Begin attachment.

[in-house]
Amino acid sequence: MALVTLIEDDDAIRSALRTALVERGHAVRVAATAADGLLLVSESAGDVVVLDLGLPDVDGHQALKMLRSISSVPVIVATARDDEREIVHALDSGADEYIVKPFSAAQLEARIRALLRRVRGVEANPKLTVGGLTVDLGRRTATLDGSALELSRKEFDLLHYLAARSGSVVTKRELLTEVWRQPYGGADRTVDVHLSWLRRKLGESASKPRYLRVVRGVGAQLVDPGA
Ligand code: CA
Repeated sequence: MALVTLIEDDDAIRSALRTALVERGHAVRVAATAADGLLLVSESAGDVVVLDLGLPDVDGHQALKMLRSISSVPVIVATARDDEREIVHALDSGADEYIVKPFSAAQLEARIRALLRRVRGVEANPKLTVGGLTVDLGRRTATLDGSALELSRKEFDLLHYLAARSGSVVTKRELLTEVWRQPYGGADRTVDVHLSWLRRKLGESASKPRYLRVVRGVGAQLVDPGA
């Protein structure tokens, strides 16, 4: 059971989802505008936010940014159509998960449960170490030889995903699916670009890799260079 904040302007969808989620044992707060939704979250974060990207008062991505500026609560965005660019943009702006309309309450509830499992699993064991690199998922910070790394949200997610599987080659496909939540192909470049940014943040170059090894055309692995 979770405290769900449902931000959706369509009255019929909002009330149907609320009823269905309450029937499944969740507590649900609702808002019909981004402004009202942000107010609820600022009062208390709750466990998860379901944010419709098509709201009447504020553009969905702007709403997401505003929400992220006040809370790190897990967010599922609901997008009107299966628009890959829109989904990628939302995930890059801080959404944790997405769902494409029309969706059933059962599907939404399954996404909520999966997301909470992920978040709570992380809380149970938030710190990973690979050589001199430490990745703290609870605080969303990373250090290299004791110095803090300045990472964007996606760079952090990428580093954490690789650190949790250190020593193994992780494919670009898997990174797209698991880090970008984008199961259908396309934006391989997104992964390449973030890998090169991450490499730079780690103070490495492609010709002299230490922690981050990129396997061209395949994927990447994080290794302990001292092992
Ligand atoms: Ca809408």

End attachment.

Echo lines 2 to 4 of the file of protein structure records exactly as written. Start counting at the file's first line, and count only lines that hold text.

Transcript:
Amino acid sequence: MALVTLIEDDDAIRSALRTALVERGHAVRVAATAADGLLLVSESAGDVVVLDLGLPDVDGHQALKMLRSISSVPVIVATARDDEREIVHALDSGADEYIVKPFSAAQLEARIRALLRRVRGVEANPKLTVGGLTVDLGRRTATLDGSALELSRKEFDLLHYLAARSGSVVTKRELLTEVWRQPYGGADRTVDVHLSWLRRKLGESASKPRYLRVVRGVGAQLVDPGA
Ligand code: CA
Repeated sequence: MALVTLIEDDDAIRSALRTALVERGHAVRVAATAADGLLLVSESAGDVVVLDLGLPDVDGHQALKMLRSISSVPVIVATARDDEREIVHALDSGADEYIVKPFSAAQLEARIRALLRRVRGVEANPKLTVGGLTVDLGRRTATLDGSALELSRKEFDLLHYLAARSGSVVTKRELLTEVWRQPYGGADRTVDVHLSWLRRKLGESASKPRYLRVVRGVGAQLVDPGA